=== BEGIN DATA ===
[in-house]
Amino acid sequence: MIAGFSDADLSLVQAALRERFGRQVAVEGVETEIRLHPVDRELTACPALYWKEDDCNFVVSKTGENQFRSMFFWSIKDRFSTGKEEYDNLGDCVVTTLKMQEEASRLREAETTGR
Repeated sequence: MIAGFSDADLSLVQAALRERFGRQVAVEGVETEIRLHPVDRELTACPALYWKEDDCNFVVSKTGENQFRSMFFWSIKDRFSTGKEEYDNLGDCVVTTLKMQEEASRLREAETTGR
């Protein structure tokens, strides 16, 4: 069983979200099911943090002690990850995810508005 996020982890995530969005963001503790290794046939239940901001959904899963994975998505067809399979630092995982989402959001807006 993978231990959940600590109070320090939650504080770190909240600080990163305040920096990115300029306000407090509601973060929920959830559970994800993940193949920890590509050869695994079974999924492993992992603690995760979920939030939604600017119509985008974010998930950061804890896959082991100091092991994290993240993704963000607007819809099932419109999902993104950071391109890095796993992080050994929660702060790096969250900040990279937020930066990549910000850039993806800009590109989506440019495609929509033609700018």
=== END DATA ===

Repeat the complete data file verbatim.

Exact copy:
[in-house]
Amino acid sequence: MIAGFSDADLSLVQAALRERFGRQVAVEGVETEIRLHPVDRELTACPALYWKEDDCNFVVSKTGENQFRSMFFWSIKDRFSTGKEEYDNLGDCVVTTLKMQEEASRLREAETTGR
Repeated sequence: MIAGFSDADLSLVQAALRERFGRQVAVEGVETEIRLHPVDRELTACPALYWKEDDCNFVVSKTGENQFRSMFFWSIKDRFSTGKEEYDNLGDCVVTTLKMQEEASRLREAETTGR
């Protein structure tokens, strides 16, 4: 069983979200099911943090002690990850995810508005 996020982890995530969005963001503790290794046939239940901001959904899963994975998505067809399979630092995982989402959001807006 993978231990959940600590109070320090939650504080770190909240600080990163305040920096990115300029306000407090509601973060929920959830559970994800993940193949920890590509050869695994079974999924492993992992603690995760979920939030939604600017119509985008974010998930950061804890896959082991100091092991994290993240993704963000607007819809099932419109999902993104950071391109890095796993992080050994929660702060790096969250900040990279937020930066990549910000850039993806800009590109989506440019495609929509033609700018």